The Sevenfold Thesis of TTANC volume 1
The thesis of this book is sevenfold. First, New Calvinism is an expression of antinomian reductionism; specifically, gospel reductionism. It reduces the believers role in God’s spiritual work and plan to the least common denominator—primarily gospel contemplationism.
Second, it reduces the gospel to the saving work of Christ only—eclipsing the Father and Holy Spirit.
Third, because the believer’s role is reduced to a point that is not according to Scripture, he/she is deprived of the abundant life in a way God wants us to experience it for His glory and the arousing of curiosity from those who don’t have the hope of the gospel.
Fourth: it reduces the Scriptures to a historical gospel narrative only—a tool for contemplation. This also “relaxes” the law as a form of antinomianism. While that prism is singular, the system needed to make it work is so complex that it relegates God’s people to a pope-like reliance on those who fancy themselves as masters of meta-narrative interpretation.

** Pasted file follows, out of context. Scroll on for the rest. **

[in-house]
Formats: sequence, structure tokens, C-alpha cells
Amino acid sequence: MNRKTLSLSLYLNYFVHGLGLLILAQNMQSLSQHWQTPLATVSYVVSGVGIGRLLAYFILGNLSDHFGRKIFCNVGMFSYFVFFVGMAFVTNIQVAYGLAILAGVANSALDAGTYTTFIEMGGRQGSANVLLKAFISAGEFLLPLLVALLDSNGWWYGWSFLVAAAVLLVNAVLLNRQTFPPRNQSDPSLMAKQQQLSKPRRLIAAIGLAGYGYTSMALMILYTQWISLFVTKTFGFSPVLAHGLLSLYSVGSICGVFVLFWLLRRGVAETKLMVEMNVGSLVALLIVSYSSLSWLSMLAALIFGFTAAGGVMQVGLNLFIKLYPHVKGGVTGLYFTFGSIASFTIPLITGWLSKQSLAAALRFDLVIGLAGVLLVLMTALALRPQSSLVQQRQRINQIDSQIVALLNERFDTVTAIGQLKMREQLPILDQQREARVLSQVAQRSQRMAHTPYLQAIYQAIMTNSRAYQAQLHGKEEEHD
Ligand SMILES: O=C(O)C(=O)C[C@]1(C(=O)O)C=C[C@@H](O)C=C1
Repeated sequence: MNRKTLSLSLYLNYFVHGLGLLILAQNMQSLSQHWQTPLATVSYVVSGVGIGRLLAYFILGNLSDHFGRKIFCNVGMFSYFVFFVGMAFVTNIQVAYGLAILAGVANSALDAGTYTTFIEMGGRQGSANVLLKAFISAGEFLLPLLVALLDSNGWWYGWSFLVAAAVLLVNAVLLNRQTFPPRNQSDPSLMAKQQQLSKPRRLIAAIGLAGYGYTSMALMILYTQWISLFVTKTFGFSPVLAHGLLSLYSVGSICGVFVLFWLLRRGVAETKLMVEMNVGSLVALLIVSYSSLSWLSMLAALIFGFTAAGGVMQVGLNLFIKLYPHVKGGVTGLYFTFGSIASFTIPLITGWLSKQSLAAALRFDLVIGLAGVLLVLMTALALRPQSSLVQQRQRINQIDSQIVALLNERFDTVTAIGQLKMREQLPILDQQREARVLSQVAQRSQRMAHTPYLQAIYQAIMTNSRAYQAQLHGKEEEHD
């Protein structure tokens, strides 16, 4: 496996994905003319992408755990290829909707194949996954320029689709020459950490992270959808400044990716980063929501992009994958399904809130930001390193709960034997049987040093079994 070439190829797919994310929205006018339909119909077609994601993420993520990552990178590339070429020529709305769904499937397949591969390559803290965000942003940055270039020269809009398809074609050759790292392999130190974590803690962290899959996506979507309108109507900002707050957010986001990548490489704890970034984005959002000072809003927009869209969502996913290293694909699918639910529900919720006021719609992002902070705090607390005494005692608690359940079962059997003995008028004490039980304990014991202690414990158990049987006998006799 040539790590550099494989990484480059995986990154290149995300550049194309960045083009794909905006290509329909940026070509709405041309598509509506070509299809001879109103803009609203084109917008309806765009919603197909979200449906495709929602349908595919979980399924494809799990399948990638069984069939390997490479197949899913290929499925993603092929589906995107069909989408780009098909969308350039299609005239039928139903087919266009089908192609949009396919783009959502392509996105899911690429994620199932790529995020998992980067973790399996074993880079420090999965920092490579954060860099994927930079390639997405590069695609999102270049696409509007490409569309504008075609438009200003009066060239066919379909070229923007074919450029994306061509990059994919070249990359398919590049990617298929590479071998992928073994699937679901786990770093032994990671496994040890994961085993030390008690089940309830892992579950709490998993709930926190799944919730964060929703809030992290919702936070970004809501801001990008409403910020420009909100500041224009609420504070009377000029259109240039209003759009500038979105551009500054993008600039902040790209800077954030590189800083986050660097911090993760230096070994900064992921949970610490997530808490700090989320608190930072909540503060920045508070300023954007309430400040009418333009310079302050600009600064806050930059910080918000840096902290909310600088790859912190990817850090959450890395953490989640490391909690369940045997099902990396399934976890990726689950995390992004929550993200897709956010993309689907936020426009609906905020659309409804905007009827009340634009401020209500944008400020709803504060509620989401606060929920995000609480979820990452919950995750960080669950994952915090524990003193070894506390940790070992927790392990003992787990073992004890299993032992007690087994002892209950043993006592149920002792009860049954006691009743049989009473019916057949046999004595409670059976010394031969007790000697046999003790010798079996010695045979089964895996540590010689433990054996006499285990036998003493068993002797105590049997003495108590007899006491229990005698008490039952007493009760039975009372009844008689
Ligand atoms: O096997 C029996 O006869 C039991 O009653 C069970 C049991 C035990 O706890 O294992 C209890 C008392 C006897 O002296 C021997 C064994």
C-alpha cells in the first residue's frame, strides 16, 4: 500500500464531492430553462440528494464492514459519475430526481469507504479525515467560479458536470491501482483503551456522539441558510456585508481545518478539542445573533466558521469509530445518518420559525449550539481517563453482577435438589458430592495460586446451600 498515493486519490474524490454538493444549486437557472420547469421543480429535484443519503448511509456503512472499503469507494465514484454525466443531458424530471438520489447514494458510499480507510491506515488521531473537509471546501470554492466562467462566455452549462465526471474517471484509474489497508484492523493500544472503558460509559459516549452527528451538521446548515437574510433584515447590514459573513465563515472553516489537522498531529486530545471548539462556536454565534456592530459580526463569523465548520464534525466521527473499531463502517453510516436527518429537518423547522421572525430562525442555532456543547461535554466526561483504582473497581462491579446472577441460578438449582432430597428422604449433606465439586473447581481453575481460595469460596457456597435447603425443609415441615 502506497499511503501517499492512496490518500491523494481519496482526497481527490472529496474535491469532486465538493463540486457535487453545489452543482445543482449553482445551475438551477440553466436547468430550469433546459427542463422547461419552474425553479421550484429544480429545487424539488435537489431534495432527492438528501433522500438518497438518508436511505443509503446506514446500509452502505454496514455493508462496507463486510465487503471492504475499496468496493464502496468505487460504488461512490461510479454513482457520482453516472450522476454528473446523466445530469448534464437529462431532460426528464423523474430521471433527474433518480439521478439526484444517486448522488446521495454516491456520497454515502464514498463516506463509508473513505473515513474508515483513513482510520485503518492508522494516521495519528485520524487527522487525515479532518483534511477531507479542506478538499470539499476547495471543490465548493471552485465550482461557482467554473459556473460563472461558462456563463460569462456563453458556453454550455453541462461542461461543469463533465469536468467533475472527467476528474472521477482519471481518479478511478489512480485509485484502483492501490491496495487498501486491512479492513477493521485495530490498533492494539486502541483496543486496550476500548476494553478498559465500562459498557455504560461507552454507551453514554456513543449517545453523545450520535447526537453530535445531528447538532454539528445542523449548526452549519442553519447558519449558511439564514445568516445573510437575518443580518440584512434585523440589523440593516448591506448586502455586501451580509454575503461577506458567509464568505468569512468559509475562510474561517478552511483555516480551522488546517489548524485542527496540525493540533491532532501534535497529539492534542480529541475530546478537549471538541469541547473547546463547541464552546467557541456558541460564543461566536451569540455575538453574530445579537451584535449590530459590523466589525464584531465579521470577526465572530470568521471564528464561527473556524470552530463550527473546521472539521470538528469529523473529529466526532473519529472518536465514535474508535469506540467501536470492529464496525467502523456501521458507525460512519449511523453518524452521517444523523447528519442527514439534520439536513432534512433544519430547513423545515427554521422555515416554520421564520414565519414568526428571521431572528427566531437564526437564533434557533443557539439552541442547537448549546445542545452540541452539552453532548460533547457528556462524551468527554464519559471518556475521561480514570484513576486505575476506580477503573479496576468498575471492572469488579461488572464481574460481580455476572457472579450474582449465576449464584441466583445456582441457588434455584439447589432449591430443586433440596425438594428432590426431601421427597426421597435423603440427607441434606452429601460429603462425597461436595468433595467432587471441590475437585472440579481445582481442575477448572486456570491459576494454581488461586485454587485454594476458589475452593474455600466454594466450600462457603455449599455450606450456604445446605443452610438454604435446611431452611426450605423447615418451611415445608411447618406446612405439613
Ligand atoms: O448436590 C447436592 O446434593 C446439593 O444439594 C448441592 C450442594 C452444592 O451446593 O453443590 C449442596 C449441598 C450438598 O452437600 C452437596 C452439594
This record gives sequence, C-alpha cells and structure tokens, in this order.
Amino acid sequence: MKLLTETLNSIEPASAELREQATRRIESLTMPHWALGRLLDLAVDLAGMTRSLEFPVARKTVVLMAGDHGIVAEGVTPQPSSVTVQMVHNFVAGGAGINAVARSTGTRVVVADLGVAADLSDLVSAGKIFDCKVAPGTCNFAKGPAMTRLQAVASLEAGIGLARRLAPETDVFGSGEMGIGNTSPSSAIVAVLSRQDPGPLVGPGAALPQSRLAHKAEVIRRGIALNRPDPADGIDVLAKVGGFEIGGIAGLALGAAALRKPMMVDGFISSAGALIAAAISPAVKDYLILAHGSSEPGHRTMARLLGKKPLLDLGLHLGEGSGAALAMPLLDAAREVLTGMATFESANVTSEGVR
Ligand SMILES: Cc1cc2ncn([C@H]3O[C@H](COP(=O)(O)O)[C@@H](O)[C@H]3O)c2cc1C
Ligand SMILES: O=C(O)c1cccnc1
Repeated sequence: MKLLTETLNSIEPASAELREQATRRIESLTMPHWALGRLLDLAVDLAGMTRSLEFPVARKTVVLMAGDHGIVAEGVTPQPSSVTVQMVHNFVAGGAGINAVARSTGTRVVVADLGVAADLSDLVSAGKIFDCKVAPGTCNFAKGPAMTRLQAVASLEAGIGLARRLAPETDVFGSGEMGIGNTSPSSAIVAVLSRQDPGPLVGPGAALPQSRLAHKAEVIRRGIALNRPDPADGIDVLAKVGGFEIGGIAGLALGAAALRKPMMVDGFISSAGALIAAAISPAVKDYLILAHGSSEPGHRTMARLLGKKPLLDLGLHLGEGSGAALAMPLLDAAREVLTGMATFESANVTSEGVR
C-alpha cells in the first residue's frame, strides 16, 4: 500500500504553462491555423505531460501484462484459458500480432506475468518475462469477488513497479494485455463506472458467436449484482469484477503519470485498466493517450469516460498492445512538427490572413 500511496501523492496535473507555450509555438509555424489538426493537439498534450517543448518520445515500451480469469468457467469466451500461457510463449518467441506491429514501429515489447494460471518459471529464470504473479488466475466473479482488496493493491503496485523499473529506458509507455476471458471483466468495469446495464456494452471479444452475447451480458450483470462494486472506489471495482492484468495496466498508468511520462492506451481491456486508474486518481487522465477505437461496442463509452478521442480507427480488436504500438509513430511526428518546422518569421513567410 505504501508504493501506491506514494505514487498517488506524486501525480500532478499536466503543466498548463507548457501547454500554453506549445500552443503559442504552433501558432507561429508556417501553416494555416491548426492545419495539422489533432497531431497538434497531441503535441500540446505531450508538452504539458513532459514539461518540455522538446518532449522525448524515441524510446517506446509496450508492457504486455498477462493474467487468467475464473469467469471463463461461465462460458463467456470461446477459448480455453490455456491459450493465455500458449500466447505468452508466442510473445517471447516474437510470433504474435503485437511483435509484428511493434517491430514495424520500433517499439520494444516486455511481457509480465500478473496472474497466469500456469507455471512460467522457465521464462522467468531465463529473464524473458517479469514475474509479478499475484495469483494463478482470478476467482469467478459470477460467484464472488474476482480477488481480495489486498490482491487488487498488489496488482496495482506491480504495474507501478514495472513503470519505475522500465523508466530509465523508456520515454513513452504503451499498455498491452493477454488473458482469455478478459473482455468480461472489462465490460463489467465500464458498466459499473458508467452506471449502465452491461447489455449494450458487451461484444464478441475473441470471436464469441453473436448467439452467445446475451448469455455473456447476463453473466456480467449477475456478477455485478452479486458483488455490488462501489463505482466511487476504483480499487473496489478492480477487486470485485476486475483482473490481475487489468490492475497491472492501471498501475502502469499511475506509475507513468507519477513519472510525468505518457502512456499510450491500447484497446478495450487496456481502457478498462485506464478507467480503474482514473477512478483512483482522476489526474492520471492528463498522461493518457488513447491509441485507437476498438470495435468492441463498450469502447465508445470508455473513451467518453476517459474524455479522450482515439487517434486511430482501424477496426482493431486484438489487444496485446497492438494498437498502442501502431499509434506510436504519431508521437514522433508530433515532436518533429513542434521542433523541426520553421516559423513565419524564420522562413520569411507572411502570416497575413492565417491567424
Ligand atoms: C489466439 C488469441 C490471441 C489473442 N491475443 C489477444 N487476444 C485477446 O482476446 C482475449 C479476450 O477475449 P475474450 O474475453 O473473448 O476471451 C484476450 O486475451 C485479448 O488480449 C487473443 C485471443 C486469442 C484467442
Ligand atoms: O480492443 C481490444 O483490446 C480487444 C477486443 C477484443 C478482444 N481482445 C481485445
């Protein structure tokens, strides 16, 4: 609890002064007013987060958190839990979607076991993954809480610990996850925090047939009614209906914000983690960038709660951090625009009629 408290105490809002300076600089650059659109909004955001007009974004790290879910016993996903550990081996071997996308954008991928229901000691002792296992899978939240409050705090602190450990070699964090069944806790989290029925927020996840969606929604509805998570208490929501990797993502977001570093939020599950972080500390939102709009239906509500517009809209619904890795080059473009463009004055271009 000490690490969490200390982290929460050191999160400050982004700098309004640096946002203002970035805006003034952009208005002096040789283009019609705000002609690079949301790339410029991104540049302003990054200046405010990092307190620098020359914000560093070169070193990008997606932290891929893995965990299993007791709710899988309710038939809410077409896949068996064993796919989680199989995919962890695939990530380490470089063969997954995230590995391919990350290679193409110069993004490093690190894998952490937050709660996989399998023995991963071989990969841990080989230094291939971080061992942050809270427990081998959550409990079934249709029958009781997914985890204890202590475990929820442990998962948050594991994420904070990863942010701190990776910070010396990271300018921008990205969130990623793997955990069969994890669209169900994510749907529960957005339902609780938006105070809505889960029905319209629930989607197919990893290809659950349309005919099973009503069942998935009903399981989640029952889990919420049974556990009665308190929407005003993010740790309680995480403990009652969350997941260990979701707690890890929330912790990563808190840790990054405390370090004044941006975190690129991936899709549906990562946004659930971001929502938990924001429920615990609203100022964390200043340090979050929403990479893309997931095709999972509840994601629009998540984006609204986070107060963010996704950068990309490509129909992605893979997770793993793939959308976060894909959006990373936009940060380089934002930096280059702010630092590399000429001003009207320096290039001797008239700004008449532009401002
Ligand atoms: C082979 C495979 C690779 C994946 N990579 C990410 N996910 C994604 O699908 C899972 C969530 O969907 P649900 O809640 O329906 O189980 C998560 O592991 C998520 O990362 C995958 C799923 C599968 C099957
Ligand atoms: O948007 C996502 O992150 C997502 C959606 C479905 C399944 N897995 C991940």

Fifth: while reductionist theologies seek to reduce the believer’s role to the least common denominator, supposedly to make much of God and little of man, the elements that attempt to make it seem plausible are often complex and mutating. Therefore, instead of majoring on the application of what is learned from Scripture, believers are constantly clamoring about for some new angle that will give them a “deeper understanding” of the gospel that saved them.
Sixth: Christ and the apostles clearly warned that such doctrines would constantly trouble the church until the return of Christ, and in fact has been the primary nemesis of God’s people throughout redemptive history.
Seventh: All hope in contending against this doctrine is lost if one focuses on all of the theological systems and theories that attempt to make it plausible. This harkens back to lessons learned in contending against first century Gnosticism. For example, as mentioned in chapter five, New Covenant Theology alone has eighty elements. Presently, that is.